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jude forese

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Poetry
· unraveling

· digesting newness

· a signal yet learned

· abstraction on evergreen sojourn

· forlorn verses

· broken dreams

· recycled and transformed

· disturbing the peace

· repairing: the inevitable wound of change

· past encounter

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  Living in the Womb of the Dead
by jude forese
Saturday, July 01, 2006
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Recent poems by jude forese
•  unraveling
•  digesting newness
•  a signal yet learned
•  abstraction on evergreen sojourn
•  forlorn verses
           >> View all 909

~~~~~~~~~~~~~~~~~~~~~~~~~~~~~~~~~~~~~~~


Went to the gravesite yesterday

The ivy almost wrapped the entire tombstone
Except where it reads “beloved mother”
Which I found kind of strange indeed

The words stood out
Like in a surreal dream scene

A window to nothing but hard granite

No portal of philosophical possibilities
Consoles the loss of not knowing

It’s strange, knowing her bones
Are locked away in a casket

This frame of undefined memories
Is as old as I am, almost to the day

I realize cemeteries are for the living
So the yearly pilgrimage
Is more for myself

Yet those who have passed are always living
As long as our minds are alive

Even when the memories
Are solely from within the womb

Where the dead
Are constantly being reborn



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Reviewed by Janet Parker 7/4/2006
These thoughts of yours rip me to the core. Maybe you wouldn't have been as introspective if she hadn't left you at the beginning. Who knows. But you are what you are today because of circumstances, this, unfortunately being one of them. You're right cemeteries are for the living. Adopted children often feel that their mothers didn't love them. Children (like me) live with mothers whom they cannot connect or get along with. Agony, grief, work and then growth. Those things come from life's pain. Excellent pen, Jude.
Reviewed by Nicky Goodman 7/4/2006
such a very moving poem - a conversational voice that has me listening; you say much here, personal, and the womb connection, universal - a poem for everyone. Well done.
nicky x
Reviewed by Birgit and Roger Pratcher 7/3/2006
This is a deeply touching poem and Eileen's piece is the perfect match! Most we love the part "Yet those who have passed are always living, As long as our mindes are alive". Beautiful done.
B&R
Reviewed by Ronald Hull 7/3/2006
Knowing from hence this comes makes it all the more poignant. The idea that one remains alive in the minds of those who remember is a good reason to write. Excellent, even for you.

Ron
Reviewed by Dawn Richerson 7/3/2006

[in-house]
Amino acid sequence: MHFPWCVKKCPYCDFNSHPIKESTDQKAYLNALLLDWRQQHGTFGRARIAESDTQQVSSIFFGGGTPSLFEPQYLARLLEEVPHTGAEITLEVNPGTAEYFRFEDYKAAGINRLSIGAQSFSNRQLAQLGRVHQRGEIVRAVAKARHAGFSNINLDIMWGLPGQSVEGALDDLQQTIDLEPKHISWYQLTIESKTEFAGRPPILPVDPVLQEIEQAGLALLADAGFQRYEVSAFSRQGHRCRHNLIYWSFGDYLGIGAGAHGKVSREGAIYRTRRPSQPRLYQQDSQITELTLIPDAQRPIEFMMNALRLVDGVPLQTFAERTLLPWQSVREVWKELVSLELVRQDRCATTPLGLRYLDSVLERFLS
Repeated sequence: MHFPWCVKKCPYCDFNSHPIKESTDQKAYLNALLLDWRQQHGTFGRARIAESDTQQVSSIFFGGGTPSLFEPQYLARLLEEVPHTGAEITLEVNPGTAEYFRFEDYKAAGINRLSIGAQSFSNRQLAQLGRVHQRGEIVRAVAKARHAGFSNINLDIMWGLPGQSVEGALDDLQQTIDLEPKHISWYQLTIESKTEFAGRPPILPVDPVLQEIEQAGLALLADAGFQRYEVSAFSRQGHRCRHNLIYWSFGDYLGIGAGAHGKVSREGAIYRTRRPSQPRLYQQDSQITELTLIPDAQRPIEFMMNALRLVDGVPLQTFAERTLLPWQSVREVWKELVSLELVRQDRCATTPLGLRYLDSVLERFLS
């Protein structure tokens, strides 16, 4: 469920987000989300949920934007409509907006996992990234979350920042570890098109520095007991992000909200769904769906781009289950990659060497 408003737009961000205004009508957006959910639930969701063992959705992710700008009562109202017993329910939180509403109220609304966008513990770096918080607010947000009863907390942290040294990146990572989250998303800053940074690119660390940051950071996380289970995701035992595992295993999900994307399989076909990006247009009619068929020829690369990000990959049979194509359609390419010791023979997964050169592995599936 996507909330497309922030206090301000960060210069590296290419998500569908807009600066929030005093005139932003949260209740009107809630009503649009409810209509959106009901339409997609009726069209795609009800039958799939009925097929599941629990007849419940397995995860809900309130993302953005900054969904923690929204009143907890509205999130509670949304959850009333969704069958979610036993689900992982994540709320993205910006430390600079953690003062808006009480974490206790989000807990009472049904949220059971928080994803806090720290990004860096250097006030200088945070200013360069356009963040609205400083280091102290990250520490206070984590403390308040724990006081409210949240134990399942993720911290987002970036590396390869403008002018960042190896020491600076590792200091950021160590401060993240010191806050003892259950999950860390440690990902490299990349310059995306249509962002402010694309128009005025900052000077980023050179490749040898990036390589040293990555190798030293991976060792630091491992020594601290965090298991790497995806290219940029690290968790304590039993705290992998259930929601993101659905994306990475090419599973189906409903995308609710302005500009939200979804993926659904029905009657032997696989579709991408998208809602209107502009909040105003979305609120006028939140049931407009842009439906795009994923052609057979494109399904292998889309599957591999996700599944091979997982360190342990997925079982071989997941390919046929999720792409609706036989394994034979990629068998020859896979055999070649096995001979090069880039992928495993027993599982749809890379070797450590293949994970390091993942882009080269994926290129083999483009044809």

I've just stopped by to read this incredibly moving poem again, Jude, and realized, though I've read it at least three times by now, I didn't leave a comment. And now words escape me except to say as a poem this is amazing, it really seizes the reader and puts her or him right where you have stood. And, as for the loss of not knowing, your ache is heard and felt and shared by this community where you so graciously share who you are and the truths of this life reflected through a myriad of experience. Dawn
Reviewed by Andy Turner (Reader) 7/2/2006
My gran died as my mum was born....
Not that long ago I took her to a grave, and cleaned the headstone till it gleamed, the did the garden bit...It was a grey day and drizzling. Just as I finished it and my mum stood with me by it, the sun shone for the only time that day, kinda aiming at us in sun rays...

As we believe "never seek the living amongst the dead" You may not see her with skin on, but she is there alright. In the communion of the saints....
Reviewed by Vicky Jeter 7/2/2006
Hi Jude
I've not checked in for a while. Life has had me on different trails much these days; but I thank you for this particular piece crossing my path just now--speaks to some soul searching on my plate, and I think flanked by your offering with Eileen's response, I can
find the voice to write about it. Many Blessings, Vicky
Reviewed by Kate Clifford 7/2/2006
Those i have lived without, within i can feel them around me, guiding me on the path I am on, knowing the time is coming that I will rejoin them, knowning we will plan our next time together where our lessons will continue, but I only wonder on which planet will I land next time? My daughter has memory of being within me. We played a game, I would place things on my tummy and she would kick them off LOL. She remembers :-) Know that you are surrounded by those you love.